You might know that in the business world a “checkpoint” is a quick meeting to ensure everyone is on track. No one wants to discover someone is not on track when it is too late to do anything about it, right?
So with a few articles behind us in our series on the Christian Mind, I thought it would be a good time to take a quick checkpoint and see how Christianity is doing. Continue reading “The Christian Mind: Checkpoint”
I actually broke my own newly-established rule last post to stay within 500 words and inflicted nearly three times that much upon my poor readers (thank you for patiently making it to the end!). Moving forward, the goal is to dedicate each post to a single thought, not a single subject. (You can do this, Patrick!)
We took a close look at the idea that science has disproved God in our last post. Some of you may be thinking, “Who cares? No one believes in truth anymore, anyway.” Truth is all relative, right? Truth does not exist. Postmodernism and all that. Continue reading “The Christian Mind: Truth”
If anything has led to the loss of religious faith in the modern world, it is the idea that “science” has proven that God does not exist. Much of the disdain in our society toward religious faith I spoke about in our last post can be traced back to this idea.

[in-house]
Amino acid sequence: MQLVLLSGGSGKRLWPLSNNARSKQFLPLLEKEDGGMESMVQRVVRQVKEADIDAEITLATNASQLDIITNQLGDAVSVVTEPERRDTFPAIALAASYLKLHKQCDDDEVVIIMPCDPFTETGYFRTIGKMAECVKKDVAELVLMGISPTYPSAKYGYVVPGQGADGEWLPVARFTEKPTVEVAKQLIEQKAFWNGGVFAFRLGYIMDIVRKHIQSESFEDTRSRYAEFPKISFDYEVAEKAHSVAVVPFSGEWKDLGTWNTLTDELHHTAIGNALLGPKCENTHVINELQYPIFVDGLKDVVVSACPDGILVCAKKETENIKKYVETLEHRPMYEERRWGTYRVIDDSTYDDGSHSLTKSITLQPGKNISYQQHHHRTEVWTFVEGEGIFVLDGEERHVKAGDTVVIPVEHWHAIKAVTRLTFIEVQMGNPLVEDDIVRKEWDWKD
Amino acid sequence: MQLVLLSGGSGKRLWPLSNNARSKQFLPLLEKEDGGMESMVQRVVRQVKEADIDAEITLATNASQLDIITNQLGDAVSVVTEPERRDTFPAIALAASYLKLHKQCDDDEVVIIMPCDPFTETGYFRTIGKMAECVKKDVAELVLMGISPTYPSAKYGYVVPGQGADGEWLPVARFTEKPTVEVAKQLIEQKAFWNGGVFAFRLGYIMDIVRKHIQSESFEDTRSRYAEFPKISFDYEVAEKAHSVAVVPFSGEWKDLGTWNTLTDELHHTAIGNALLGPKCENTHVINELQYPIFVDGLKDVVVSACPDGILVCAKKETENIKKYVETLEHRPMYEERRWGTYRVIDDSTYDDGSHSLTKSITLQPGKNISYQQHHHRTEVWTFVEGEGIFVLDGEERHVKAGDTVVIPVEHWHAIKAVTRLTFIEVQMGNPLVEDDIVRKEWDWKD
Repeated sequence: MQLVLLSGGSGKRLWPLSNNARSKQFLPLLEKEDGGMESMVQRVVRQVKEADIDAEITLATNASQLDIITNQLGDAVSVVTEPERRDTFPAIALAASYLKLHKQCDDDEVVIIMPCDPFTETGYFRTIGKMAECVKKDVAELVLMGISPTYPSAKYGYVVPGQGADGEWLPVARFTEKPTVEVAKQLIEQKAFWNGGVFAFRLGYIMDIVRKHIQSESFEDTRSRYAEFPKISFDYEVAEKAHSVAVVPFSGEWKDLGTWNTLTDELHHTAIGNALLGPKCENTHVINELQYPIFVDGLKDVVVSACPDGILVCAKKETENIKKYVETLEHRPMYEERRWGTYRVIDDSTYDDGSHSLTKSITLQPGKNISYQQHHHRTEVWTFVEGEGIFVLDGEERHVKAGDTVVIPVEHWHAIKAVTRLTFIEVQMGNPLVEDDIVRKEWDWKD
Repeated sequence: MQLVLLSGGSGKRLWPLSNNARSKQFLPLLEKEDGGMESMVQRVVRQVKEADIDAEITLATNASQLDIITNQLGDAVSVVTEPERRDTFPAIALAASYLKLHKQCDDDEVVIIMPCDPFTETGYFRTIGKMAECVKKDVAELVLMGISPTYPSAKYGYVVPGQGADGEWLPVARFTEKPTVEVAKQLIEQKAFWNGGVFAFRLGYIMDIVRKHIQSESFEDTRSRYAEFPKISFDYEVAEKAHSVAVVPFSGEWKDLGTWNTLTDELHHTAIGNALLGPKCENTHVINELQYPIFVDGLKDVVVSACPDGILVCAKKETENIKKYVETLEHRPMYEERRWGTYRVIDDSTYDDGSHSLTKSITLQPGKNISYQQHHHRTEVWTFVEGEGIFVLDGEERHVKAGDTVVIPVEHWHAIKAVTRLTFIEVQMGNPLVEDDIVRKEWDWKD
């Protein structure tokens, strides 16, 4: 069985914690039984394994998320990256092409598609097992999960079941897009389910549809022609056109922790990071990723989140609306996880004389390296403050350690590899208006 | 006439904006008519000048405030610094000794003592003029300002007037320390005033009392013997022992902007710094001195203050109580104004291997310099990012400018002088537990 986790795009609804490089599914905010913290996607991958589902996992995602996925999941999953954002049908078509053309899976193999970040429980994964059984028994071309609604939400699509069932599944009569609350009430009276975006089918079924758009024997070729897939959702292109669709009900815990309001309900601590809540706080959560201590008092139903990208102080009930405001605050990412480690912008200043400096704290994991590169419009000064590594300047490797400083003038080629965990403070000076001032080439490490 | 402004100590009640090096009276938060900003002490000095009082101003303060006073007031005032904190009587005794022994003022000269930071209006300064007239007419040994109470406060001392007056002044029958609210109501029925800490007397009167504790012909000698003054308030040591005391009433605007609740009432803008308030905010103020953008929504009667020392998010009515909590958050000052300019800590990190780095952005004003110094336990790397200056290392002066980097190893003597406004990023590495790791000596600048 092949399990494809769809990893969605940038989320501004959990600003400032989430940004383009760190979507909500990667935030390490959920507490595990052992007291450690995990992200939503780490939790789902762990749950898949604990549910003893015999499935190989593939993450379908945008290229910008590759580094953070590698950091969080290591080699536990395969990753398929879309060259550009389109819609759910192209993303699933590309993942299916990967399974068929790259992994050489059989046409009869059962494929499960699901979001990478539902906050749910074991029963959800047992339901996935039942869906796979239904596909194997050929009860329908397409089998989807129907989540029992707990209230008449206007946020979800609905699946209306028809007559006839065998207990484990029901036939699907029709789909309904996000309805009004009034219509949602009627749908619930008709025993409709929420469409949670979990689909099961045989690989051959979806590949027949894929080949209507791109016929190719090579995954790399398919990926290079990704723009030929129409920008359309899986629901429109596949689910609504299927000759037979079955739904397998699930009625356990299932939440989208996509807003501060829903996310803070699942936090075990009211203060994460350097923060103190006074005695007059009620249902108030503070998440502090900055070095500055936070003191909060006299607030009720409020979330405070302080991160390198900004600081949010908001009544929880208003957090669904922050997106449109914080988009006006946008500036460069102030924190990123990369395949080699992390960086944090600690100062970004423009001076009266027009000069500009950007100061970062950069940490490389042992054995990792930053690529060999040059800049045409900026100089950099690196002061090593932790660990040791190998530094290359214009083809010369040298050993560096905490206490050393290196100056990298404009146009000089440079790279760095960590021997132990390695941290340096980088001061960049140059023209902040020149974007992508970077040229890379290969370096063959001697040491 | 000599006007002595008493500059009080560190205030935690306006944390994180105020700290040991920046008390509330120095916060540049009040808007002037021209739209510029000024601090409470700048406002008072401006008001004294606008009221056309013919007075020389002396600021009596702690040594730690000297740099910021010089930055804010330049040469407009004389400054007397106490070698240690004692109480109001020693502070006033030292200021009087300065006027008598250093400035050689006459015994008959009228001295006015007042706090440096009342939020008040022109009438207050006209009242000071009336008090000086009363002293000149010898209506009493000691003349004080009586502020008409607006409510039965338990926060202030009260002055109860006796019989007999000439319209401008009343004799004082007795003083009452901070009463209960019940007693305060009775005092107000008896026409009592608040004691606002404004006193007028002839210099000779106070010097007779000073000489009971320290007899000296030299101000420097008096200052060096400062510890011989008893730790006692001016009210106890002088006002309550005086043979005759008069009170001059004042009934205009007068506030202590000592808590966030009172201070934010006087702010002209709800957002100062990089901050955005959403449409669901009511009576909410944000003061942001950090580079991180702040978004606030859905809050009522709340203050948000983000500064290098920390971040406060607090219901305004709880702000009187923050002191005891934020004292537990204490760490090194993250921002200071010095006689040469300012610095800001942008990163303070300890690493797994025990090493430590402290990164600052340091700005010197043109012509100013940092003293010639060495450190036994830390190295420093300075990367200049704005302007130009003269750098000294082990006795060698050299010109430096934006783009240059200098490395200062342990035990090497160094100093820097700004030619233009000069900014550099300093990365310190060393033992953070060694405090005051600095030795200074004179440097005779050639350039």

Which may not be obvious. But to the extent society believes that God is an irrational concept, those who believe in God will be seen not only as violators of human freedom but also violators of compassion and justice. Continue reading “The Christian Mind: Irrational”
All the time I was writing the series on The Christian Soul, methodically mapping the human soul and the way it is designed to interact with God, I could not help but ask myself a question: “Does any of this matter?” Continue reading “The Christian Mind: A Question”
Founder of Redeemer Presbyterian Church in Manhattan and best-selling author Timothy Keller retells a story of a student, during one of his post-service Q&A sessions, who stated she was offended at the idea that the Christian God would hold people accountable and even punish them for their sin. In response, Keller asked, “Are you offended also at God’s decision to forgive?” To which she replied, “No.”
Keller goes on to say that the idea that God should be a God of mercy and forgiveness and not judgment is primarily a construct of Western civilization that has dominated most of Europe and North America, not a universal truth or idea. Continue reading “God The Human Rights Violator”